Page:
Births: July 31, a son, to Mr. and Mrs. John Seevers…July 30, a son, to Mr. and Mrs. Arlo Dillenburg.
Obituaries in this edition were: Arthur Ward Smith and Marion Lawrence Davis.
Fifty Years Ago
(From the Mount Ayr Record News, Thursday, July 16, 1970.)
Community Youth Center to Open- A dream for many concerned adults and youth in Mount Ayr is becoming a reality. A youth center, located in the basement of the Mount Ayr Presbyterian Church is near completion and will be opening for all the area youth of junior high and high school age soon. Several months ago, members of the Mount Ayr Presbyterian Church decided that instead of renovating their basement for their own use, they would seek to build a youth center for the entire community. “The members of our church have taken a great risk,” says Ron Davis, church pastor. “They have worked with great faith-Faith in God, Faith in our youth, Faith in our community. Instead of building Sunday school rooms, we have built a place that we feel will provide an atmosphere conducive for our youth.”
Marriage: April 18, Kay Saville and Richard Cobb.
Births: July 7, a daughter, to Rev. and Mrs. James Maxwell…July 8, a son, to Mr. and Mrs. John Gillispie…July 8, a daughter, to Mr. and Mrs. Charles Barton Shields…July 9, a son, to Mr. and Mrs. Don Higdon…July 10, a daughter, to Mr. and Mrs. Norvil Miller…July 14, a daughter, to Mr. and Mrs. Earl Howard…July 3, a son, Jason, to Mr. and Mrs. Lyndon Hacker.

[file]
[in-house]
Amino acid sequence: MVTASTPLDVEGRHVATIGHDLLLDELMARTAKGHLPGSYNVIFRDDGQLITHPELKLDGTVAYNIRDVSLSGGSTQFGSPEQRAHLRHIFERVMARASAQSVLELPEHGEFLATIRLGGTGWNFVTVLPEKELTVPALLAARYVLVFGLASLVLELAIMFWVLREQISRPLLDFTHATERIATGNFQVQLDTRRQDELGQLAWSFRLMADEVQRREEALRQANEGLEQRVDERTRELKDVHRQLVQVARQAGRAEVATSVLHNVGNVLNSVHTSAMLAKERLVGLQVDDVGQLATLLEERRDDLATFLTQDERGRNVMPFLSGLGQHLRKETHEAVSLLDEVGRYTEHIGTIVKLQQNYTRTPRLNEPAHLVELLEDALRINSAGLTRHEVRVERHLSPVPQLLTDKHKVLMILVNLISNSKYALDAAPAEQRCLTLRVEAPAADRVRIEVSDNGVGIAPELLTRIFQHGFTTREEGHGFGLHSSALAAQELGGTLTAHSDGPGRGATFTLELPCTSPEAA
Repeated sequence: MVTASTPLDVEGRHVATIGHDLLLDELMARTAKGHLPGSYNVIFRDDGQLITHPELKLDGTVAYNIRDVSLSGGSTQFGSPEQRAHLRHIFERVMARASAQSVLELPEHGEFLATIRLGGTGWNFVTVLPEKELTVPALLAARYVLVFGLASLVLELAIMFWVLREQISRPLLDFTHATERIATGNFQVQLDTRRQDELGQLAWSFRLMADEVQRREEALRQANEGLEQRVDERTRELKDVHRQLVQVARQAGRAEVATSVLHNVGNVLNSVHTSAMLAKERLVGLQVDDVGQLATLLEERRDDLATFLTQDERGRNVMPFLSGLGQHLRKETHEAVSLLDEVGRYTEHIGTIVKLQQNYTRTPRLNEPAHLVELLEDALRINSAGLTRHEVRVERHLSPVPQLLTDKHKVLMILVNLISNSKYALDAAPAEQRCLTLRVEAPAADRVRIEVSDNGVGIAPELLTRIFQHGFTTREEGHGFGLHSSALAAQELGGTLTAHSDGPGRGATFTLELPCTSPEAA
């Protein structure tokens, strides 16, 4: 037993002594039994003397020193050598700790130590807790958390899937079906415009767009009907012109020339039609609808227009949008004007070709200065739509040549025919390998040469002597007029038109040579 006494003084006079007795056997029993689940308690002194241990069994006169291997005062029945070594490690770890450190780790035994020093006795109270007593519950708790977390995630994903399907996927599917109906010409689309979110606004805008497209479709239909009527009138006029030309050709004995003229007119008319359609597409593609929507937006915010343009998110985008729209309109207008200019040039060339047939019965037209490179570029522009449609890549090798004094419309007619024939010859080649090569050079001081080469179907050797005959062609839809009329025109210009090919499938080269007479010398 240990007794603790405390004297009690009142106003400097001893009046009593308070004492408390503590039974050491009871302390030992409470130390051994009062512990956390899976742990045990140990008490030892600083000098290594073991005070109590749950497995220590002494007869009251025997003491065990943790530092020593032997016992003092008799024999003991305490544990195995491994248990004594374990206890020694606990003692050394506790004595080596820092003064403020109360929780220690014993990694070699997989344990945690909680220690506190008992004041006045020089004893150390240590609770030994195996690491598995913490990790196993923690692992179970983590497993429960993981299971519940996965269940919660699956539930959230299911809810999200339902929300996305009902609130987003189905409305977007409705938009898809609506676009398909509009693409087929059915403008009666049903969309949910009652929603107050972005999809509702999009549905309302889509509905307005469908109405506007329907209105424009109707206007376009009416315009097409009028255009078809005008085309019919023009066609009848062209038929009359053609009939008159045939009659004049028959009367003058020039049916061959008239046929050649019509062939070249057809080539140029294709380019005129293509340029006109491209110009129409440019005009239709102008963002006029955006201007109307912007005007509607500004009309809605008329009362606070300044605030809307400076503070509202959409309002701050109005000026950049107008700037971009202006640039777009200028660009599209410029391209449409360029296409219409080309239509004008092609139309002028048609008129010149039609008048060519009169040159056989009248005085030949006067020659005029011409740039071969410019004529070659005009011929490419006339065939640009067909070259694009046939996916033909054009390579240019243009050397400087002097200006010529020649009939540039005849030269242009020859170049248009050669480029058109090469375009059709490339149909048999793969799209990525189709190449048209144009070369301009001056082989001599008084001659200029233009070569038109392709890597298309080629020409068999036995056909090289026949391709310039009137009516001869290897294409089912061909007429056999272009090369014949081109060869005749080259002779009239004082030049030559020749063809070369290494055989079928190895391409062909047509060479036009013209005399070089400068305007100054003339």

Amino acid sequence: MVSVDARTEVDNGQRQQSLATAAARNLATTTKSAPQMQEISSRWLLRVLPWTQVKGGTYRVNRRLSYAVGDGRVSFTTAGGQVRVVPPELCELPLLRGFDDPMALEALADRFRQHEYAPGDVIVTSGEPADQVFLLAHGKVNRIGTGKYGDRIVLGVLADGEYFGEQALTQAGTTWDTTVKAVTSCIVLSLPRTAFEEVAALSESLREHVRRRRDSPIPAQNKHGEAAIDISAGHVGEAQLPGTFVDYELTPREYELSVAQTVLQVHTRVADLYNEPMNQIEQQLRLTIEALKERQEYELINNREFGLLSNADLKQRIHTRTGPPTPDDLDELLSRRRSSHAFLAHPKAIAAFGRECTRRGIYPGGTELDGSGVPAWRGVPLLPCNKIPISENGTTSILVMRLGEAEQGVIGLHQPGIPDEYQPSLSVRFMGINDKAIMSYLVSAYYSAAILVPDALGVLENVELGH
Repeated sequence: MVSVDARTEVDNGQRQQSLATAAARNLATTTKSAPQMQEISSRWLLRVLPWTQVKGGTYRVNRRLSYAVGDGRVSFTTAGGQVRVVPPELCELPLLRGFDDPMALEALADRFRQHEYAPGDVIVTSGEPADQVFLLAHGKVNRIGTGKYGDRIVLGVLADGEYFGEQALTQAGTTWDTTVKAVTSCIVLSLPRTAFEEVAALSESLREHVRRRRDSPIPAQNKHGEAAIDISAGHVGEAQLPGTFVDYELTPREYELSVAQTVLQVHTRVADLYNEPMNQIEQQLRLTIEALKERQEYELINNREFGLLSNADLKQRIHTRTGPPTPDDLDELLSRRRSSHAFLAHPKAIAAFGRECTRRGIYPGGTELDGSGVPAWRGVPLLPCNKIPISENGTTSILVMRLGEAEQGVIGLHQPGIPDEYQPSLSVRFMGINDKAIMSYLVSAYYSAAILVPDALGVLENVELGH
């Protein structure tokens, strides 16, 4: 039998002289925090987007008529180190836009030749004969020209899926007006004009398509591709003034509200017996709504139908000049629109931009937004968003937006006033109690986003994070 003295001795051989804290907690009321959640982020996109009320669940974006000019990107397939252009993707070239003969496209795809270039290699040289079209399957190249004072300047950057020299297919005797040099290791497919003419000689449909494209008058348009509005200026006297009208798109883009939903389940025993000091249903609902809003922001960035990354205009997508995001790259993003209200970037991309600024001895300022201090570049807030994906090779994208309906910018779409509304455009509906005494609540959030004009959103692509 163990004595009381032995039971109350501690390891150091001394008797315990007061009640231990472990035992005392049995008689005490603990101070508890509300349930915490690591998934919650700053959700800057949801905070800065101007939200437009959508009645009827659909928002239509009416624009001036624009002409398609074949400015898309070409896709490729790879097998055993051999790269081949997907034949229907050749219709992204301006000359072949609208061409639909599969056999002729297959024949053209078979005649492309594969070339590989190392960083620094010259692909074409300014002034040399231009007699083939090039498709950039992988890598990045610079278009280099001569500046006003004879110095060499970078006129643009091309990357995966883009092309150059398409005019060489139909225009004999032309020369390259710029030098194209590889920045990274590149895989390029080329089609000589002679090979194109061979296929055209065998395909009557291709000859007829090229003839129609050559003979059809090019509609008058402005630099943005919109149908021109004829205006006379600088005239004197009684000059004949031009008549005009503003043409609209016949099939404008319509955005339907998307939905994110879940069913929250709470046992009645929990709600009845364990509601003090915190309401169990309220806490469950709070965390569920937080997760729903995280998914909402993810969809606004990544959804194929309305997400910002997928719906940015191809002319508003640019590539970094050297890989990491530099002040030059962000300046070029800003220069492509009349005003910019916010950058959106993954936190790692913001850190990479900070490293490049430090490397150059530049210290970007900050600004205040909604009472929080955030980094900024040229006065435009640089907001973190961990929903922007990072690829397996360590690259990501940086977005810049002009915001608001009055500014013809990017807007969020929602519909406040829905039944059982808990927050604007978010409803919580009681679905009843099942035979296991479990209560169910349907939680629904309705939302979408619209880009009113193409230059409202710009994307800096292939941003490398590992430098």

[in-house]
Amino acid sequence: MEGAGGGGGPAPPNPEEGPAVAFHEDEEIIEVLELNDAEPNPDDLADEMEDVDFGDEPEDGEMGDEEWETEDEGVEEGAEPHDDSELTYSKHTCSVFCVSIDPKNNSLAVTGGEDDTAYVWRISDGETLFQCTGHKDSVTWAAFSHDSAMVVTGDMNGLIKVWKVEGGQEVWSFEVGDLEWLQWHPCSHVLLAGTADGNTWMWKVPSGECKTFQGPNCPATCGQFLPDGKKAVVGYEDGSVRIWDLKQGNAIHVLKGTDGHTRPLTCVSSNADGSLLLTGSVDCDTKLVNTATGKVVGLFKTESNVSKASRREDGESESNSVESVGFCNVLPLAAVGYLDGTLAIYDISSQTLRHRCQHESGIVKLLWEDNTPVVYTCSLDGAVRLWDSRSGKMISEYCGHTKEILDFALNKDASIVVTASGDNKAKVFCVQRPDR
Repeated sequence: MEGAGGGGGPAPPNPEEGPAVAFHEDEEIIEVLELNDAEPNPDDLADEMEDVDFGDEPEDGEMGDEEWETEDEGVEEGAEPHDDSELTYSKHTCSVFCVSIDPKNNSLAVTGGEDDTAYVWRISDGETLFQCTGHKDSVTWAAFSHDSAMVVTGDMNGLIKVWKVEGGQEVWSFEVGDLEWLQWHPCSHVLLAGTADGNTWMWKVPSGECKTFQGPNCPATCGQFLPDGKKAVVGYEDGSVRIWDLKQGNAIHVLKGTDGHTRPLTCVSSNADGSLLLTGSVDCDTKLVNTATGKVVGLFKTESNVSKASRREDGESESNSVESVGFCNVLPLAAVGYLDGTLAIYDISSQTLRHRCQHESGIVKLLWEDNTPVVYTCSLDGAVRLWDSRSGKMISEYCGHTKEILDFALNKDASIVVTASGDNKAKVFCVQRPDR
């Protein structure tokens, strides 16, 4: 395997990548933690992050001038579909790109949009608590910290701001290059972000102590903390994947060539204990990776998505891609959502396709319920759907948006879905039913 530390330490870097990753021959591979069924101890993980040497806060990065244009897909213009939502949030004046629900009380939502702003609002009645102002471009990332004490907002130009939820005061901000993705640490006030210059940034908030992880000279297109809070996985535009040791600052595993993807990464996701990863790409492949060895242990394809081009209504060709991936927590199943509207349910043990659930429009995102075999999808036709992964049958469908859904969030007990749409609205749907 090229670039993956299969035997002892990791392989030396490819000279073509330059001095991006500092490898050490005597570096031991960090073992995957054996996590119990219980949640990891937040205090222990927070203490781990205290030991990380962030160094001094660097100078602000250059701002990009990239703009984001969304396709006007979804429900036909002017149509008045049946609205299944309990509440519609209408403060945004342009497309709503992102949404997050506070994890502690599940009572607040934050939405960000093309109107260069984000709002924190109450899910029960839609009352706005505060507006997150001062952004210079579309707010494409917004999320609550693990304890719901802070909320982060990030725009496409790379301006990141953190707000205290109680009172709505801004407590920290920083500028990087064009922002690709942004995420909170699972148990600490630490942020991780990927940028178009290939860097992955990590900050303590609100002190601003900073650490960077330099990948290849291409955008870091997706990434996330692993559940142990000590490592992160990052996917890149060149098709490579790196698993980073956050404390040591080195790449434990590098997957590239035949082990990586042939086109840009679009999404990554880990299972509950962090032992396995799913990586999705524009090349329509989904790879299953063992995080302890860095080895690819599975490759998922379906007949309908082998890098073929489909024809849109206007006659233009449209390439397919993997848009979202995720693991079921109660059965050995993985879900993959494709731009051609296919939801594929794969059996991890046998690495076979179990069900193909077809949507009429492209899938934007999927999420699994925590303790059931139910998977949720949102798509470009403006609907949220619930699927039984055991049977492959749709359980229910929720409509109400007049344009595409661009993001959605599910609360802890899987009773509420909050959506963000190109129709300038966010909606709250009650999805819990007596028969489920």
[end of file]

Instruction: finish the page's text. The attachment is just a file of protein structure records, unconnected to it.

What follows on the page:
Obituaries in this edition were: Mabel Ann Bringolf Stogdill and Virgil Thompson Cole.
Twenty Five Years Ago
(From the Mount Ayr Record News, Thursday, July 13, 1995.)
Log House Uncovered as Home Demolished. A piece of history was uncovered recently in Mount Ayr. When Larry and Sandy Lamb began tearing down the home, they discovered that the old building had been constructed around a log cabin. The history of the cabin is somewhat of a mystery. The first date on the abstract for the property is 1845. The earliest date on the deed of the property is 10-27-1866, when John H. Back bought the lot with buildings from the Ringgold County Board of Supervisors for $22. The cabin was probably built before the first frame house was constructed in the county in 1858. (It now is situated at Fife’s Grove Park.)
Births: July 9, twin boys, Clifton and Hunter, to Greg and Ann (Foltz) Semrad.
Obituaries in this edition were: Bertha Lorriane Jarred Hanks, Rene Andreas Kuonen Sr., Reba Breckenridge Erickson.
Ten Years Ago
(From the Mount Ayr Record News, Thursday, July 8, 2010.)
Residents of north east Ringgold County and Sun Valley Lake area are coming together to raise money for the Ellston American Legion building and a community local library through the first ever “cash for clunkers (not cars, individuals)” live and silent auction.
Weston Pierschbacher, a recent graduate of Mount Ayr Community High School, recently was named the Cinch Saddle Bronc and Steer Wrestling champion at the Iowa High School Finals Rodeo held in Fort Madison.
Obituaries in this edition were: Gracie Stanley Hohn, Gloria Ruth Jermier Kiburz, Ronald Larson, Wilma Maurine Faubion Shearer.